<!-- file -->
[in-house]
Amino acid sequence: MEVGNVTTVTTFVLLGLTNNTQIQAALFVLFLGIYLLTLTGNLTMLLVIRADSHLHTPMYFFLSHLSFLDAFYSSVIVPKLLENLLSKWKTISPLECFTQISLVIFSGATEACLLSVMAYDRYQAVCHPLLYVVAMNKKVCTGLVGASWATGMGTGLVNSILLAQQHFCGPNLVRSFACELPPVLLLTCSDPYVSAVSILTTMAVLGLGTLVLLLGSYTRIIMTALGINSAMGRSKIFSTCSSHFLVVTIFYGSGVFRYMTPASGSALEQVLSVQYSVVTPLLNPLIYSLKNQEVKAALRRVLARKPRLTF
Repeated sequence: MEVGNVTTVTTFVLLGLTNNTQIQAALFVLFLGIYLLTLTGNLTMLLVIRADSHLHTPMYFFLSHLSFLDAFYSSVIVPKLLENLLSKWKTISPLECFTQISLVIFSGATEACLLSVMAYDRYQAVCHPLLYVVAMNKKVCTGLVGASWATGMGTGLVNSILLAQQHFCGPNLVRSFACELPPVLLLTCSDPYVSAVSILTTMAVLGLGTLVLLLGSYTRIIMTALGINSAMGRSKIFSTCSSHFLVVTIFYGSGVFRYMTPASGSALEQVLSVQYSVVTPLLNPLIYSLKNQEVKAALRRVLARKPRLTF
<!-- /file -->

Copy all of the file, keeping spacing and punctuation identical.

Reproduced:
[in-house]
Amino acid sequence: MEVGNVTTVTTFVLLGLTNNTQIQAALFVLFLGIYLLTLTGNLTMLLVIRADSHLHTPMYFFLSHLSFLDAFYSSVIVPKLLENLLSKWKTISPLECFTQISLVIFSGATEACLLSVMAYDRYQAVCHPLLYVVAMNKKVCTGLVGASWATGMGTGLVNSILLAQQHFCGPNLVRSFACELPPVLLLTCSDPYVSAVSILTTMAVLGLGTLVLLLGSYTRIIMTALGINSAMGRSKIFSTCSSHFLVVTIFYGSGVFRYMTPASGSALEQVLSVQYSVVTPLLNPLIYSLKNQEVKAALRRVLARKPRLTF
Repeated sequence: MEVGNVTTVTTFVLLGLTNNTQIQAALFVLFLGIYLLTLTGNLTMLLVIRADSHLHTPMYFFLSHLSFLDAFYSSVIVPKLLENLLSKWKTISPLECFTQISLVIFSGATEACLLSVMAYDRYQAVCHPLLYVVAMNKKVCTGLVGASWATGMGTGLVNSILLAQQHFCGPNLVRSFACELPPVLLLTCSDPYVSAVSILTTMAVLGLGTLVLLLGSYTRIIMTALGINSAMGRSKIFSTCSSHFLVVTIFYGSGVFRYMTPASGSALEQVLSVQYSVVTPLLNPLIYSLKNQEVKAALRRVLARKPRLTF